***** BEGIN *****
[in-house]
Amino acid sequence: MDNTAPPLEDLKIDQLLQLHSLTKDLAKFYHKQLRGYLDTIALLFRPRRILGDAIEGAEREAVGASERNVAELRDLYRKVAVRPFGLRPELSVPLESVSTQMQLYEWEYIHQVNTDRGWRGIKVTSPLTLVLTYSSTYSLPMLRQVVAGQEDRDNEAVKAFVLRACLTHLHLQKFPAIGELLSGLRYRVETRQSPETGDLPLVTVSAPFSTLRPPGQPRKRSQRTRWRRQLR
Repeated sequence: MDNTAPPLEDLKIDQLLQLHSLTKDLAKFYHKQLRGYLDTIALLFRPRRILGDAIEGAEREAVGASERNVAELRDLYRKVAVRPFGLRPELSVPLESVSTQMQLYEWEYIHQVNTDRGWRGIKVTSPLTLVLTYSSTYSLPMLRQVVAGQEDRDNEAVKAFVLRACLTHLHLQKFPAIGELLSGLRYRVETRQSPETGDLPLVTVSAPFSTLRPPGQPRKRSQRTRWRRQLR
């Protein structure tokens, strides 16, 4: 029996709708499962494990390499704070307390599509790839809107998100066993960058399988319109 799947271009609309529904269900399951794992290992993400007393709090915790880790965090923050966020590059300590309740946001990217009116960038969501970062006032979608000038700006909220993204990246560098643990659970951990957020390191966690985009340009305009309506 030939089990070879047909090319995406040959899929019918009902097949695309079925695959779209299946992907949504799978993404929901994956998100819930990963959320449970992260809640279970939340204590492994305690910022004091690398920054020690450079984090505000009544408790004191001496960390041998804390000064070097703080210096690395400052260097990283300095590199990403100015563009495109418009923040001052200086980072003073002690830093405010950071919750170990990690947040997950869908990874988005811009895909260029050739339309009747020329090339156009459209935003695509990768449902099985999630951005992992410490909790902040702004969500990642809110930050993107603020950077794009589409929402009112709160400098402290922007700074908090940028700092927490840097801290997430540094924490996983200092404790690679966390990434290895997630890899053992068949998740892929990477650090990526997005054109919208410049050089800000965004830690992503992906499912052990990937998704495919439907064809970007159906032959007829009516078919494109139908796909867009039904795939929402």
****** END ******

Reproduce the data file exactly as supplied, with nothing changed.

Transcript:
[in-house]
Amino acid sequence: MDNTAPPLEDLKIDQLLQLHSLTKDLAKFYHKQLRGYLDTIALLFRPRRILGDAIEGAEREAVGASERNVAELRDLYRKVAVRPFGLRPELSVPLESVSTQMQLYEWEYIHQVNTDRGWRGIKVTSPLTLVLTYSSTYSLPMLRQVVAGQEDRDNEAVKAFVLRACLTHLHLQKFPAIGELLSGLRYRVETRQSPETGDLPLVTVSAPFSTLRPPGQPRKRSQRTRWRRQLR
Repeated sequence: MDNTAPPLEDLKIDQLLQLHSLTKDLAKFYHKQLRGYLDTIALLFRPRRILGDAIEGAEREAVGASERNVAELRDLYRKVAVRPFGLRPELSVPLESVSTQMQLYEWEYIHQVNTDRGWRGIKVTSPLTLVLTYSSTYSLPMLRQVVAGQEDRDNEAVKAFVLRACLTHLHLQKFPAIGELLSGLRYRVETRQSPETGDLPLVTVSAPFSTLRPPGQPRKRSQRTRWRRQLR
């Protein structure tokens, strides 16, 4: 029996709708499962494990390499704070307390599509790839809107998100066993960058399988319109 799947271009609309529904269900399951794992290992993400007393709090915790880790965090923050966020590059300590309740946001990217009116960038969501970062006032979608000038700006909220993204990246560098643990659970951990957020390191966690985009340009305009309506 030939089990070879047909090319995406040959899929019918009902097949695309079925695959779209299946992907949504799978993404929901994956998100819930990963959320449970992260809640279970939340204590492994305690910022004091690398920054020690450079984090505000009544408790004191001496960390041998804390000064070097703080210096690395400052260097990283300095590199990403100015563009495109418009923040001052200086980072003073002690830093405010950071919750170990990690947040997950869908990874988005811009895909260029050739339309009747020329090339156009459209935003695509990768449902099985999630951005992992410490909790902040702004969500990642809110930050993107603020950077794009589409929402009112709160400098402290922007700074908090940028700092927490840097801290997430540094924490996983200092404790690679966390990434290895997630890899053992068949998740892929990477650090990526997005054109919208410049050089800000965004830690992503992906499912052990990937998704495919439907064809970007159906032959007829009516078919494109139908796909867009039904795939929402």